Shaz Kahng, 34, is a management consultant at Kurt Salmon Associates, in New York City. A native of New York, Kahng has M.B.A. from the Wharton School of the University of Pennsylvania. Kahng was the first female minority partner at Kurt Salmon, a global management consulting firm specializing in consumer products and retail industries. Kahng has led projects in South America, Europe and Asia and recently led a team of top grocery industry executives through a consumer response project. She has served as an instructor of economics for Junior Achievement of New York, Inc., and tutored under- privileged children while at Wharton. She also was the co-executive producer of the independent film "Sunday," winner of the 1997 Sundance Film Festival.
C.S. Eliot Kang, 35, is a foreign policy analyst at the Japan Institute of International Affairs in Tokyo. A native of Seoul, South Korea, Kang grew up in Lakewood, N.J. He received an M.A., M.Phil. and Ph.D. from the Yale University Department of Political Science. Kang has worked as an investment banker for Dillon, Read & Co. and currently is on leave from Northern Illinois University, where he teaches international relations. An expert on Northeast Asia, Kang was elected a term member of the Council on Foreign Relations, which awarded him its International Affairs Fellowship in Japan in 1997. Kang revived the defunct Korean-American Student Association at Northern Illinois and established a mentoring program there for Asian-American students.
Stephanie Koury, 30, is a conflict resolution specialist at Search for Common Ground in Gaza City, Israel. Koury, who is from Austin, Texas, moved to Syria to study Arabic after graduating from college. After returning home, she earned a J.D. from the University of Texas, where she served as Board Member of an organization that supports students who want to work in public interest law and also organized negotiation and mediation competitions and promoted dispute resolution activities at the state level. Koury moved to the Gaza Strip to launch conflict resolution programs. She oversaw the development of a community-based conflict resolution center there and also coached Palestinian women in basketball.
Bruce McNamar, 35, is a management consultant at McKinsey & Co. in San Francisco where he focuses on strategy development and organizational issues primarily in the financial services industry. A native of Billings, MO, McNamar has an M.B.A. and J.D. from Stanford University. He was a Peace Corps volunteer in Paraguay, where he helped build the community's first high school, which bears his name. At Stanford, he co-founded MBAID, a non-profit group that sends MBA students to developing countries. He also co-founded "Start Up," which provides a 12-week training program for economically disadvantaged entrepreneurs and funds and administers a micro-lending credit program to jump-start small businesses. At McKinsey, he has led the San Francisco office's community outreach efforts.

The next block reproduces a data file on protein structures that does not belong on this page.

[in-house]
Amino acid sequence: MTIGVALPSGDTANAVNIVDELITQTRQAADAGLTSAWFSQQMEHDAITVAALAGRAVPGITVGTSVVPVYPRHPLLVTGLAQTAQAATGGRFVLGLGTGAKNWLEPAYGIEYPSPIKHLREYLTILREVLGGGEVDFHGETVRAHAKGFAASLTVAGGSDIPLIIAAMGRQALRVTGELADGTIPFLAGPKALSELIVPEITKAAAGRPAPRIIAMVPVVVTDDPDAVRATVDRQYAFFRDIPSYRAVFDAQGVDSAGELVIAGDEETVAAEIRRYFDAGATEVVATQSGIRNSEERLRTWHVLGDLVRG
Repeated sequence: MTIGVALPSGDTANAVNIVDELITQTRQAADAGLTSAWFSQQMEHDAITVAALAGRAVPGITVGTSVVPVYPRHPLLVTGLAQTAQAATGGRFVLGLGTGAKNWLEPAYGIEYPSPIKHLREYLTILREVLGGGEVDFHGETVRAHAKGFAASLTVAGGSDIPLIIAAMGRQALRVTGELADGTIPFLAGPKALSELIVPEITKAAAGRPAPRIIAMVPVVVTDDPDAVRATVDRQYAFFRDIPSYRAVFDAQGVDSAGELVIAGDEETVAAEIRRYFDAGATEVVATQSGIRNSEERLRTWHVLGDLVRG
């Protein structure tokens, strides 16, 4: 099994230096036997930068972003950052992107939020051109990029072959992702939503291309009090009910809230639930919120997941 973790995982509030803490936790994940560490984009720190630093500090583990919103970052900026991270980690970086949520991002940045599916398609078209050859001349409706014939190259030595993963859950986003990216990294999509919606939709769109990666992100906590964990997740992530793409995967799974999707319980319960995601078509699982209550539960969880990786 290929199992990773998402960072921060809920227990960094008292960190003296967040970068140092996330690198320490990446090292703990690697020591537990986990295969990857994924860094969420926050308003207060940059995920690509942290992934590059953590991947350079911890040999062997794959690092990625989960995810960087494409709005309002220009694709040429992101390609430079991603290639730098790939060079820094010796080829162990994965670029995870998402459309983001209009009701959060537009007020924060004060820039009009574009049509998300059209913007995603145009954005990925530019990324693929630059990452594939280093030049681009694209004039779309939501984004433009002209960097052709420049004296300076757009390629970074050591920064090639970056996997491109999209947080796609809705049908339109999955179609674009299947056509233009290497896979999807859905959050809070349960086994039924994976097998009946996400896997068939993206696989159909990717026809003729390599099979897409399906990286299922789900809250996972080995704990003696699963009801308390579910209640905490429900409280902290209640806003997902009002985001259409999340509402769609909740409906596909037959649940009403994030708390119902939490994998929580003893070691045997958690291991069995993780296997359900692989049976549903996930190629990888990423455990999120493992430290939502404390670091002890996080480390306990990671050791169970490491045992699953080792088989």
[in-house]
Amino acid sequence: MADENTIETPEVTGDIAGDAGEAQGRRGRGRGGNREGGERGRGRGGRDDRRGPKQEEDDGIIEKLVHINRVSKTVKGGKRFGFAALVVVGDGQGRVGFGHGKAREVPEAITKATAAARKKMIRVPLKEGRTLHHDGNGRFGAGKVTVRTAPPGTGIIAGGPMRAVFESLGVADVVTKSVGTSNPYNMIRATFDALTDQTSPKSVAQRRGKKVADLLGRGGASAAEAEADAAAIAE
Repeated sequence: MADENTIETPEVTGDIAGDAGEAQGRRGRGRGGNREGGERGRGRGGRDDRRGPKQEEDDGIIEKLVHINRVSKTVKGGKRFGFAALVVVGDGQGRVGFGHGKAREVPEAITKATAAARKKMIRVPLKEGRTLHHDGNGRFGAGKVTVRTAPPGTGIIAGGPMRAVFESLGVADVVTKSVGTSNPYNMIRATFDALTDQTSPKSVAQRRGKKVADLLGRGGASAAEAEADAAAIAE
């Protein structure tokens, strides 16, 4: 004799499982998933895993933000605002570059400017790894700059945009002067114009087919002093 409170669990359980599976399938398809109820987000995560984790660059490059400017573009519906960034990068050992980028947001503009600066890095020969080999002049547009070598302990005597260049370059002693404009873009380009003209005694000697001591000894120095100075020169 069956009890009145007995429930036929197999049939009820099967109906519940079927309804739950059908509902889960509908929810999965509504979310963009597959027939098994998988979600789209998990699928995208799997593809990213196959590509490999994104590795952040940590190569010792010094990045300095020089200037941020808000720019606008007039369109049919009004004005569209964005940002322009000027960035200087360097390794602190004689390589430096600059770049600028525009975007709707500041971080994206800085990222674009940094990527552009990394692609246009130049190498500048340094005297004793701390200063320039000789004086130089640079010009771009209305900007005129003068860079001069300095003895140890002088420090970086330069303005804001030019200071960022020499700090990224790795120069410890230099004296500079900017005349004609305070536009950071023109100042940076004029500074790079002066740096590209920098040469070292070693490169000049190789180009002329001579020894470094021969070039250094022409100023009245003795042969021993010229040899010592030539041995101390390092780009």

Kate Mehr, 35, is the executive director of Massachusetts Service Alliance in Boston, whose mission is to create and support service opportunities for citizens of all ages. The Alliance has increased state support for service by 750%. A native of western Massachusetts, Mehr received an M.P.A. from the John F. Kennedy School of Government at Harvard. Mehr has taught high school government and history and coached basketball and golf at the high school level. She was a victim-witness advocate in Massachusetts, worked as an aide to a Massachusetts state senator and was a founding staff member of the Massachusetts Legislative Children's Caucus. Mehr coordinated "The Massachusetts Summit: the Promise of Our Youth, mentored a young Cambodian immigrant and was a volunteer basketball coach at a local YMCA.
Mike Miles, 41, is a teacher at Fountain-Ft. Carson High School in Fountain, CO, where he teaches Advanced Government, Economics and U.S. History. Miles, who grew up in Colorado, served in the Army's elite Ranger Battalion and commanded an infantry rifle company. He received an M.A. from the Columbia University School of International and Public Affairs. A Soviet specialist, he worked as a Presidential Management Intern at the U.S. State Department and became a Foreign Service Officer. Miles was a political officer in Poland and a special assistant to the U.S. Ambassador to Russia. After returning home, Miles began teaching and has become an expert on standards-based education. He helped start the Pikes Peak Human Relations Coalition and sits on the boards of two community organizations that help find solutions to community problems.
Mark Montgomery, 33, is a Lieutenant Commander in the U.S. Navy and Executive Officer aboard the USS Elliot, home-ported in San Diego. He is preparing the ship for its deployment to the Arabian Gulf. Montgomery, who grew up overseas and in Washington, D.C., has a master's in history from Oxford University and was one of a handful of liberal arts majors to complete the naval nuclear power program. He completed two overseas deployments on the USS BAINBRIDGE, including one in support of Operation Desert Storm. He led a team of 30 BAINBRIDGE sailors that provided disaster relief to the island of St. Croix after Hurricane Hugo. He later was assigned to the reactor department on a NIMITZ-class aircraft carrier where he deployed to Bosnia during air strikes. Montgomery is the first in his year group to be selected for command of a destroyer. When not at sea, Montgomery has served as a Big Brother.
James O'Connor, 31, is a management consultant at A.T. Kearney, Inc., in Chicago. A native of Evanston, IL, O'Connor earned a J.D. from the Georgetown University Law Center and an M.B.A from the J.L. Kellogg Graduate School of Management at Northwestern University, where he founded the Kellogg Corps, which places teams of MBA students in developing communities around the world. He served as the first American volunteer teacher at a school in Lebowa, South Africa, and created a community relations program at Kearney. O'Connor founded the Field Associates, a group of young adults who promote the Field Museum of Natural History in Chicago, and he started the Associates Group of the Big Shoulders Fund, which involves young adults in advisory and fundraising roles with needy Catholic schools in Chicago's inner city.